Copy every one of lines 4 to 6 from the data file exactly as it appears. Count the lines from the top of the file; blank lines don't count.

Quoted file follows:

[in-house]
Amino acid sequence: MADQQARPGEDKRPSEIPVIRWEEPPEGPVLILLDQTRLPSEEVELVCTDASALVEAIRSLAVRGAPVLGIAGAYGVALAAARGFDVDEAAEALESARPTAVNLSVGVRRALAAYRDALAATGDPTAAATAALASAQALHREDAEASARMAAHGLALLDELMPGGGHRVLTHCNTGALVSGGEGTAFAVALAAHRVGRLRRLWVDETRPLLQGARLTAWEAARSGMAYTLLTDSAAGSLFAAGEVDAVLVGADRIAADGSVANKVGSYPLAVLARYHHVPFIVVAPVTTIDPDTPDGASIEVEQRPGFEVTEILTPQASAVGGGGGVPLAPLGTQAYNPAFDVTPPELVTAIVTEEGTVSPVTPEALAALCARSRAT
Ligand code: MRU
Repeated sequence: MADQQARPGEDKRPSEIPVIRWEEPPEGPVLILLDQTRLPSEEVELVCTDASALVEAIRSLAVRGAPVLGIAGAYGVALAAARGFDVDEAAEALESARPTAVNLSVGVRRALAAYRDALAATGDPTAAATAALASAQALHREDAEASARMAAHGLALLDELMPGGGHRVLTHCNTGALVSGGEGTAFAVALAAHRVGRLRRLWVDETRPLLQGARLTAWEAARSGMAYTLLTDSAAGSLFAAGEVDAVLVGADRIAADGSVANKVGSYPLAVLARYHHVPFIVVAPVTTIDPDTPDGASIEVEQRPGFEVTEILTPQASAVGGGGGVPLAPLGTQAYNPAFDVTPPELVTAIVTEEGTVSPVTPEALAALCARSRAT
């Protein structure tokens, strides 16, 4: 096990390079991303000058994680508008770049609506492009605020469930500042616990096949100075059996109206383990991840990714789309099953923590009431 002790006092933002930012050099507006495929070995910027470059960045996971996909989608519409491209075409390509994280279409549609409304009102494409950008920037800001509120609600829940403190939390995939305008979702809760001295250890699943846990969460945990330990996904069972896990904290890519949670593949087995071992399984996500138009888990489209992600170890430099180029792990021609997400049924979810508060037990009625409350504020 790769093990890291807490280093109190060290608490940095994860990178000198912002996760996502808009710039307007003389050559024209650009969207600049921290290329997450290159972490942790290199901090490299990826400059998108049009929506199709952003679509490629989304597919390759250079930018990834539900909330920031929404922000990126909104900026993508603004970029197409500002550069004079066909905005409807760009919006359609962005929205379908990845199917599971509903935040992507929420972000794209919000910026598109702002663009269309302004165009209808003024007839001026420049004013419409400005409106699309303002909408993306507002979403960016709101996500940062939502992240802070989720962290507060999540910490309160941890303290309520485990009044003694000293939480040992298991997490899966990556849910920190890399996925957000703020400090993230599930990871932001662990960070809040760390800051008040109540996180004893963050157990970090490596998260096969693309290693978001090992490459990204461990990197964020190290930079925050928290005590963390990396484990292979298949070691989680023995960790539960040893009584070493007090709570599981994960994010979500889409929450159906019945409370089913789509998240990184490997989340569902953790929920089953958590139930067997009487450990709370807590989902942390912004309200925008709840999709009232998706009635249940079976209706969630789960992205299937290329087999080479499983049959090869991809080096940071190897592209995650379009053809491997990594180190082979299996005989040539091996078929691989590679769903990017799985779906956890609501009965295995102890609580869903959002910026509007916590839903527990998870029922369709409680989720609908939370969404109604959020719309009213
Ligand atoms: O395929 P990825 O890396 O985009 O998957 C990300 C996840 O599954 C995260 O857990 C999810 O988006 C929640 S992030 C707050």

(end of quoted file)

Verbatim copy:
Repeated sequence: MADQQARPGEDKRPSEIPVIRWEEPPEGPVLILLDQTRLPSEEVELVCTDASALVEAIRSLAVRGAPVLGIAGAYGVALAAARGFDVDEAAEALESARPTAVNLSVGVRRALAAYRDALAATGDPTAAATAALASAQALHREDAEASARMAAHGLALLDELMPGGGHRVLTHCNTGALVSGGEGTAFAVALAAHRVGRLRRLWVDETRPLLQGARLTAWEAARSGMAYTLLTDSAAGSLFAAGEVDAVLVGADRIAADGSVANKVGSYPLAVLARYHHVPFIVVAPVTTIDPDTPDGASIEVEQRPGFEVTEILTPQASAVGGGGGVPLAPLGTQAYNPAFDVTPPELVTAIVTEEGTVSPVTPEALAALCARSRAT
């Protein structure tokens, strides 16, 4: 096990390079991303000058994680508008770049609506492009605020469930500042616990096949100075059996109206383990991840990714789309099953923590009431 002790006092933002930012050099507006495929070995910027470059960045996971996909989608519409491209075409390509994280279409549609409304009102494409950008920037800001509120609600829940403190939390995939305008979702809760001295250890699943846990969460945990330990996904069972896990904290890519949670593949087995071992399984996500138009888990489209992600170890430099180029792990021609997400049924979810508060037990009625409350504020 790769093990890291807490280093109190060290608490940095994860990178000198912002996760996502808009710039307007003389050559024209650009969207600049921290290329997450290159972490942790290199901090490299990826400059998108049009929506199709952003679509490629989304597919390759250079930018990834539900909330920031929404922000990126909104900026993508603004970029197409500002550069004079066909905005409807760009919006359609962005929205379908990845199917599971509903935040992507929420972000794209919000910026598109702002663009269309302004165009209808003024007839001026420049004013419409400005409106699309303002909408993306507002979403960016709101996500940062939502992240802070989720962290507060999540910490309160941890303290309520485990009044003694000293939480040992298991997490899966990556849910920190890399996925957000703020400090993230599930990871932001662990960070809040760390800051008040109540996180004893963050157990970090490596998260096969693309290693978001090992490459990204461990990197964020190290930079925050928290005590963390990396484990292979298949070691989680023995960790539960040893009584070493007090709570599981994960994010979500889409929450159906019945409370089913789509998240990184490997989340569902953790929920089953958590139930067997009487450990709370807590989902942390912004309200925008709840999709009232998706009635249940079976209706969630789960992205299937290329087999080479499983049959090869991809080096940071190897592209995650379009053809491997990594180190082979299996005989040539091996078929691989590679769903990017799985779906956890609501009965295995102890609580869903959002910026509007916590839903527990998870029922369709409680989720609908939370969404109604959020719309009213
Ligand atoms: O395929 P990825 O890396 O985009 O998957 C990300 C996840 O599954 C995260 O857990 C999810 O988006 C929640 S992030 C707050």